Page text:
The Queensland government has released its much-anticipated reopening plan for interstate and international travel, but the new roadmap hasn’t gone down all that well with the state’s main airport.
Premier Annastacia Palaszczuk said the Queensland government’s ‘COVID Vaccination Plan’ had been developed to unite families, protect Queenslanders and chart a course through the next stages of the pandemic.
Key features include greater freedoms for those who are fully vaccinated, including being able to cross the border from interstate hotspots in time for Christmas.
This will be achieved in stages once 70 and 80 per cent of eligible Queenslanders are double-dosed.
Premier Palaszczuk said how quickly these milestones are achieved depends on how quickly Queenslanders come forward to be vaccinated.
“It’s simple,” the Premier said.
“The more of us who are vaccinated, the sooner we are safely reunited with friends and family interstate and overseas.”
You can check out Queensland’s COVID roadmap in the below infographic:
The Queensland government has launched a week-long vax-a-thon urging residents to get the jab. Premier Palaszczuk and her ministers will visit key centres to encourage vaccinations especially in places where rates are low.
However, the reopening roadmap has been met with criticism from Brisbane Airport Corporation (BAC), which said that while it was pleasing to see a roadmap for the reopening of Queensland, the plan contained elements of “great concern” in relation to domestic and international arrivals.
“Clarification is needed on the determination of a domestic ‘hotspot’ once a community meets 80 per cent vaccination rates,” BAC said in a statement.
“It is widely accepted that COVID-19 case numbers will not decline to zero, so hotspot definitions cannot be based on case numbers for much longer.
“This clarity is essential if we are to understand how and when vaccinated interstate travellers will be able to return to Queensland without having to quarantine.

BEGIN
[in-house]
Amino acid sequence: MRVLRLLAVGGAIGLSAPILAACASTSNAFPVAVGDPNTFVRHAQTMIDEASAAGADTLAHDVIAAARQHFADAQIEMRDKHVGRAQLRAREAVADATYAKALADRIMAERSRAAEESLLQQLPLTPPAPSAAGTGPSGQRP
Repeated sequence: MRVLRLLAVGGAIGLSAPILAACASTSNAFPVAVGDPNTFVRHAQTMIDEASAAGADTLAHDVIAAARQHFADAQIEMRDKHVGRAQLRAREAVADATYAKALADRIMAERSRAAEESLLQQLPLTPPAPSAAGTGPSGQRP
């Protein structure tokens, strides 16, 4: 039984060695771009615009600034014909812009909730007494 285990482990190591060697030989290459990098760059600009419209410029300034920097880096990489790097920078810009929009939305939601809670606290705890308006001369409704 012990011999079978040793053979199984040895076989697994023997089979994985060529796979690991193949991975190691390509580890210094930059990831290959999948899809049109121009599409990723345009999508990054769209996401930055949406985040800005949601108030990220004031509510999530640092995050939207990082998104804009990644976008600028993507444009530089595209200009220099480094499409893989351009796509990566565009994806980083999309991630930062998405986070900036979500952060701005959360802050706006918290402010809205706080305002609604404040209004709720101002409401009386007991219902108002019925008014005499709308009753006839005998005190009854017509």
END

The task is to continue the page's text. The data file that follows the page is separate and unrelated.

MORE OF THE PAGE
“Furthermore, pre-arrival testing, and the additional costs associated for travellers, will significantly dampen demand, as has been demonstrated in overseas markets that have already opened up.”
Under the Queensland government’s plan, the 90 per cent vaccination rate milestone is the only opportunity for non-Australian citizens to enter Queensland directly from overseas.
BAC said it was concerned that this threshold is significantly higher than the National Cabinet’s roadmap and other states’ roadmaps.
“It appears from the plan that while NSW, and likely Victoria, will be opening their international borders to vaccinated travellers with no requirement for quarantine, Queensland will still be imposing either home or hotel quarantine even after we meet the 80 per cent vaccinated population threshold,” it said.
“If a fully vaccinated traveller from Melbourne can come to Queensland and not be required to quarantine once we have reached the 80 per cent vaccinated population milestone, a fully vaccinated person from Los Angeles should also be able to come to Queensland and not be required to quarantine.”
BAC is worried that this will result in international airlines exiting the Queensland market for interstate destinations where they can operate without the impost of passenger caps.
“It would be an absolute tragedy, as it would take several years and significant investment to try and recover these airlines and services,” the airport said.
“This simply means Queensland will be uncompetitive from an aviation perspective and will kill demand for visitation.”
Featured image source: ABC News